The observational data set of this study will soon be available on the open data set of the EUROCHAMP-2020 programme (https://data.eurochamp.org/data-access/chamber-experiments/, last access: 24 July 2021) (MAC/NCAS-MAN, 2021).
The supplement related to this article is available online at: https://doi.org/10.5194/acp-21-11303-2021-supplement.
YW conceived idea of this study, and GM, MRA, YW, AV, and YS co-designed the experiments. GM and ZW co-applied the Transnational Access (TNA) funding from EUROCHAMP for the phase behaviour measurement. YW, AV, YS, and MD conducted the chamber experiments and collected the data set. TZ and XM operated the rebound impactor apparatus. YC and DH provided helpful discussions. YW performed data integration, data analysis, and wrote the paper, with input from all co-authors, under the guidance of GM and MRA.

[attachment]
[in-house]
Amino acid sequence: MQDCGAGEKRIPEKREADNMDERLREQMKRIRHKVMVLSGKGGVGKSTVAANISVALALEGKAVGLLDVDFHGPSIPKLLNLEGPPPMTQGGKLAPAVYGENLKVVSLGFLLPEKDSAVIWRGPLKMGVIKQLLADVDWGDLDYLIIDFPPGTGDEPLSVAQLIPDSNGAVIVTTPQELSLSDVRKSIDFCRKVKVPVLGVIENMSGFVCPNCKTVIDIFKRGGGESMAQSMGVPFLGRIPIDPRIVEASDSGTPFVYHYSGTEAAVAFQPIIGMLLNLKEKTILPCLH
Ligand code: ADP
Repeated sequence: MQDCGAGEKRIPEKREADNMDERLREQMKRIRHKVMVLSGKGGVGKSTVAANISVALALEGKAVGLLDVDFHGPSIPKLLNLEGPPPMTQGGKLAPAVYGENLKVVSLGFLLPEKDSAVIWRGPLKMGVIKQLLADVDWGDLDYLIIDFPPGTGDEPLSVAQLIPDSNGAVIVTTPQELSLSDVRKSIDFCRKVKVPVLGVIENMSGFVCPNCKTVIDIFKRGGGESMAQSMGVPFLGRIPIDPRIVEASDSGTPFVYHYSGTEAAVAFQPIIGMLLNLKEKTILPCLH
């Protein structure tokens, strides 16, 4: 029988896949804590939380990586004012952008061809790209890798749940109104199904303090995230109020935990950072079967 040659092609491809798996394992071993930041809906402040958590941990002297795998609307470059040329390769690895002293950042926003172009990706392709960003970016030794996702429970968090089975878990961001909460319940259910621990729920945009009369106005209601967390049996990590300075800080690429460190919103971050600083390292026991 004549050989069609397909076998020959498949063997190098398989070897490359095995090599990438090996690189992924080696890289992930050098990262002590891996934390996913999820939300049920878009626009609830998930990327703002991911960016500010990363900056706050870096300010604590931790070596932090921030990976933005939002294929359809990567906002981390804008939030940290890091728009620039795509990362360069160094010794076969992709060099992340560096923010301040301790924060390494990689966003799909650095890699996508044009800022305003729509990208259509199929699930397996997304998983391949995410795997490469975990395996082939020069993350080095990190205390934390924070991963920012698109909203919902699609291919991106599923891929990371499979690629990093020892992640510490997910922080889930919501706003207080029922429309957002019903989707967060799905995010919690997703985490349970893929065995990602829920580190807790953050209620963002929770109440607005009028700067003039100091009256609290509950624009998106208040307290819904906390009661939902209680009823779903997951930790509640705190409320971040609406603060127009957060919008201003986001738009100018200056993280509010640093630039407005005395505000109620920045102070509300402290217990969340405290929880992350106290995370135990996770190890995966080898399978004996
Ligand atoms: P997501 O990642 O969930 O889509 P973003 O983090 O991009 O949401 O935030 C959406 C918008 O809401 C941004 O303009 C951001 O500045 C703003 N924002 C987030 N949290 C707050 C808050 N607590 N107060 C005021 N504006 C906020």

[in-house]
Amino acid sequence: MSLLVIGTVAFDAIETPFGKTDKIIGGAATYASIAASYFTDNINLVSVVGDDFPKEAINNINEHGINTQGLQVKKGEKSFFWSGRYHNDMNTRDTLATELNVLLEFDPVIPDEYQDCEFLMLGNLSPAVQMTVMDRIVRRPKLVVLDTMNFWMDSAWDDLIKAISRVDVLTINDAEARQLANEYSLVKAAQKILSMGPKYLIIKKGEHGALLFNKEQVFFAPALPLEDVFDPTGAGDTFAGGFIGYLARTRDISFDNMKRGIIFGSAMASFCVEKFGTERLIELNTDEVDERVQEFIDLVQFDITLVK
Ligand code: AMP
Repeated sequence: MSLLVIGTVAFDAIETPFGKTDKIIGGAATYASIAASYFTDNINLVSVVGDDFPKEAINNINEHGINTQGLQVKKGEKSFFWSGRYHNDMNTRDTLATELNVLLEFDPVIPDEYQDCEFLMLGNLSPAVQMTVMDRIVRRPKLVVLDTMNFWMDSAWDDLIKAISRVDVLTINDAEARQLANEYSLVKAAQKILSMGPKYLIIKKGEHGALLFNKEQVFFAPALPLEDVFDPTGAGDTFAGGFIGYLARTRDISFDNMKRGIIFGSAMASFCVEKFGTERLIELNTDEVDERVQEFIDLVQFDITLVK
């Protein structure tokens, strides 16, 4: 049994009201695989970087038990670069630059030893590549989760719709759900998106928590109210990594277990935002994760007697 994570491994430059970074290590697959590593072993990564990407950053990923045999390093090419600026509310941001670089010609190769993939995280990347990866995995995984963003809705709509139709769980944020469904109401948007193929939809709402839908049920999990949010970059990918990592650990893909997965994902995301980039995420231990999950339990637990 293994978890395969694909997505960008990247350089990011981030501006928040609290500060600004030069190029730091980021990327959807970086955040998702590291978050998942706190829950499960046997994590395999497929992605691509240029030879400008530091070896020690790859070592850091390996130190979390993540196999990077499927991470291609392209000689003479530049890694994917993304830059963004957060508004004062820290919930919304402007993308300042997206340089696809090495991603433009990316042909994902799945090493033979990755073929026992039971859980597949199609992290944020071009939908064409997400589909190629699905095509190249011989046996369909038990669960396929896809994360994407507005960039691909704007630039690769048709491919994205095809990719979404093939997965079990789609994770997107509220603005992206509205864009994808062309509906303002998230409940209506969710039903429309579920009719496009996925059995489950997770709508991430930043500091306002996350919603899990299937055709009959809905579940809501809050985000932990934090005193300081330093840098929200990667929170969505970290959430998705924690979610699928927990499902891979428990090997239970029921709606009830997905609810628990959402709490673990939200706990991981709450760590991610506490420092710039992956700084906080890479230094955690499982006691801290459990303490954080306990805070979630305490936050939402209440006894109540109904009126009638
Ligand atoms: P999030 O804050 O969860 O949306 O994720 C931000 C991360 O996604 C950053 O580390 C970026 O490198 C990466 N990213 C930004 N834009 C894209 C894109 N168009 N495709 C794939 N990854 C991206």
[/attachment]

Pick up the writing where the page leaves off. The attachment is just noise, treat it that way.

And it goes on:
The authors declare that they have no conflict of interest.
Publisher's note: Copernicus Publications remains neutral with regard to jurisdictional claims in published maps and institutional affiliations.
This article is part of the special issue “Simulation chambers as tools in atmospheric research (AMT/ACP/GMD inter-journal SI)”. It is not associated with a conference.
Yu Wang acknowledges the joint scholarship of The University of Manchester and Chinese Scholarship Council. M. Rami Alfarra acknowledges support by UK National Centre for Atmospheric Sciences (NACS) funding. Aristeidis Voliotis acknowledges the Natural Environment Research Council (NERC) Earth, Atmosphere, and Ocean (EAO) doctoral training partnership funding.
This research has been supported by the National Natural Science Foundation of China (grant no. 41875149), Transnational Access (TNA) of EUROCHAMP-2020, and AMF/AMOF, for providing the scanning mobility particle sizer (SMPS) instrument (grant nos. AMF_25072016114543 and AMF_04012017142558). The paper registration fee was supported by The University of Manchester Open Access Gateway.
This paper was edited by Allan Bertram and reviewed by two anonymous referees.